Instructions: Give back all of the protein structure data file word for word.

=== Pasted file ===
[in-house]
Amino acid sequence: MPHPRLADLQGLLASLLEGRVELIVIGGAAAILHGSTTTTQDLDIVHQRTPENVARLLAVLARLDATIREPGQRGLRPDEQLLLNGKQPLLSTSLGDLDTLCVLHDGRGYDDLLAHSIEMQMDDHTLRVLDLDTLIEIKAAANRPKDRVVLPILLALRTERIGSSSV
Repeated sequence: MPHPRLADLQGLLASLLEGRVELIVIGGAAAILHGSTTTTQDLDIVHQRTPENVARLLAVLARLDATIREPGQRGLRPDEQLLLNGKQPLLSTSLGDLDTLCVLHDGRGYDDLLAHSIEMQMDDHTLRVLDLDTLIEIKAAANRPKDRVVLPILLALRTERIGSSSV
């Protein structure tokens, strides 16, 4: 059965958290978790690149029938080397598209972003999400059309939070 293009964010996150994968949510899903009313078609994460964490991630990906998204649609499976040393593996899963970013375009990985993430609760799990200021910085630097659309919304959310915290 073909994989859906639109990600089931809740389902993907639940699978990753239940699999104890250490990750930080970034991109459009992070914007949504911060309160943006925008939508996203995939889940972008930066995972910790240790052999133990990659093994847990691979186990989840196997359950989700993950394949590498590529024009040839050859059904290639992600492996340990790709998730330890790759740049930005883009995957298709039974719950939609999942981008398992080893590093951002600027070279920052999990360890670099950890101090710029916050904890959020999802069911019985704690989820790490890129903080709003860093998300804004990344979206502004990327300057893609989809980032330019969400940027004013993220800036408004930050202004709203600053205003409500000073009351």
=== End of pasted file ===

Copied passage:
[in-house]
Amino acid sequence: MPHPRLADLQGLLASLLEGRVELIVIGGAAAILHGSTTTTQDLDIVHQRTPENVARLLAVLARLDATIREPGQRGLRPDEQLLLNGKQPLLSTSLGDLDTLCVLHDGRGYDDLLAHSIEMQMDDHTLRVLDLDTLIEIKAAANRPKDRVVLPILLALRTERIGSSSV
Repeated sequence: MPHPRLADLQGLLASLLEGRVELIVIGGAAAILHGSTTTTQDLDIVHQRTPENVARLLAVLARLDATIREPGQRGLRPDEQLLLNGKQPLLSTSLGDLDTLCVLHDGRGYDDLLAHSIEMQMDDHTLRVLDLDTLIEIKAAANRPKDRVVLPILLALRTERIGSSSV
């Protein structure tokens, strides 16, 4: 059965958290978790690149029938080397598209972003999400059309939070 293009964010996150994968949510899903009313078609994460964490991630990906998204649609499976040393593996899963970013375009990985993430609760799990200021910085630097659309919304959310915290 073909994989859906639109990600089931809740389902993907639940699978990753239940699999104890250490990750930080970034991109459009992070914007949504911060309160943006925008939508996203995939889940972008930066995972910790240790052999133990990659093994847990691979186990989840196997359950989700993950394949590498590529024009040839050859059904290639992600492996340990790709998730330890790759740049930005883009995957298709039974719950939609999942981008398992080893590093951002600027070279920052999990360890670099950890101090710029916050904890959020999802069911019985704690989820790490890129903080709003860093998300804004990344979206502004990327300057893609989809980032330019969400940027004013993220800036408004930050202004709203600053205003409500000073009351």